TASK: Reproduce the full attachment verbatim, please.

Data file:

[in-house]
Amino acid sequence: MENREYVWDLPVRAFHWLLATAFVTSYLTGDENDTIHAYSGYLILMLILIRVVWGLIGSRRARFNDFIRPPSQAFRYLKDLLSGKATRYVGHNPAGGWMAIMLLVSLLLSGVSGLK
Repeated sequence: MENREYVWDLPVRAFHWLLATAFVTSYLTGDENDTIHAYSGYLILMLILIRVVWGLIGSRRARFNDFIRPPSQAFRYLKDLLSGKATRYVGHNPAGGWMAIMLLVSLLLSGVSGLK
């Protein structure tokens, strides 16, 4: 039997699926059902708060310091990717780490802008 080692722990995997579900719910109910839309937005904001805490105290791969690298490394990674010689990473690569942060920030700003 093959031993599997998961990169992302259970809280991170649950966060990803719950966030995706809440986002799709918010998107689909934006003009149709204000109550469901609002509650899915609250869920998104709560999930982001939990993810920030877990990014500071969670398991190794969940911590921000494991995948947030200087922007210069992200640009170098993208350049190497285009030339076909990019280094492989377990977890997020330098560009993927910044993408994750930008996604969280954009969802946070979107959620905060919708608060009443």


[in-house]
Amino acid sequence: MENREYVWDLPVRAFHWLLATAFVTSYLTGDENDTIHAYSGYLILMLILIRVVWGLIGSRRARFNDFIRPPSQAFRYLKDLLSGKATRYVGHNPAGGWMAIMLLVSLLLSGVSGLK
Repeated sequence: MENREYVWDLPVRAFHWLLATAFVTSYLTGDENDTIHAYSGYLILMLILIRVVWGLIGSRRARFNDFIRPPSQAFRYLKDLLSGKATRYVGHNPAGGWMAIMLLVSLLLSGVSGLK
């Protein structure tokens, strides 16, 4: 039997699926059902708060310091990717780490802008 080692722990995997579900719910109910839309937005904001805490105290791969690298490394990674010689990473690569942060920030700003 093959031993599997998961990169992302259970809280991170649950966060990803719950966030995706809440986002799709918010998107689909934006003009149709204000109550469901609002509650899915609250869920998104709560999930982001939990993810920030877990990014500071969670398991190794969940911590921000494991995948947030200087922007210069992200640009170098993208350049190497285009030339076909990019280094492989377990977890997020330098560009993927910044993408994750930008996604969280954009969802946070979107959620905060919708608060009443």